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A Sudden Decline in Ampicillin Resistance in Salmonella typhimurium

Charles E. Cherubin, MD; John F. Timoney, DVM; Marcelino F. Sierra, PhD; Pearl Ma, PhD; John Marr, MD; Sam Shin, DVM
JAMA. 1980;243(5):439-442. doi:10.1001/jama.1980.03300310027017.
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Starting in 1975, an abrupt decline in ampicillin resistance of Salmonella typhimurium (the most common and antibiotic-resistant serotype) occurred in New York City. The present lower rate of 5% to 7.9% at our hospitals represents a return to the 1965 level. At the same time, the ampicillin resistance in S typhimurium from calves and other farm animals from upper New York State, which has been rising since 1972, has reached 75%. Substantial differences between levels of resistance in Escherichia coli from animals and humans were also noted. The divergence of the trends in S typhimurium from these two sources in New York State suggests a substantial degree of separation of the respective reservoirs of Salmonella and of antibiotic resistance.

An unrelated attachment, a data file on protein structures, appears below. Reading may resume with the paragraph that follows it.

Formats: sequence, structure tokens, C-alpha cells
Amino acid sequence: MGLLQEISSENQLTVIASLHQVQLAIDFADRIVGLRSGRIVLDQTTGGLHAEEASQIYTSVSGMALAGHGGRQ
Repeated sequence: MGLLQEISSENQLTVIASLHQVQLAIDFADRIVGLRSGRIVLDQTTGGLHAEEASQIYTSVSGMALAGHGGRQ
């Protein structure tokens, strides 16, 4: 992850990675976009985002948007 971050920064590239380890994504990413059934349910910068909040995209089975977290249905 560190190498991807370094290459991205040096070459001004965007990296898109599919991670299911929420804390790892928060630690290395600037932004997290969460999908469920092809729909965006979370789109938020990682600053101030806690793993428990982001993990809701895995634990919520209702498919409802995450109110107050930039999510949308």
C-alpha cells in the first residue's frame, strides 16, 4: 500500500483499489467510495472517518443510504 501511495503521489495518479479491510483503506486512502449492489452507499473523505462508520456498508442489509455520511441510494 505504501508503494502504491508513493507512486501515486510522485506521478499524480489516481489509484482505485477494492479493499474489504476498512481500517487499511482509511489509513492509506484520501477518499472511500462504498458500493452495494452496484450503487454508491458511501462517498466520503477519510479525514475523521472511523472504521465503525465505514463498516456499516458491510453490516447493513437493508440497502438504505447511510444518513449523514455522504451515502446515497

(JAMA 242:439-442, 1980)


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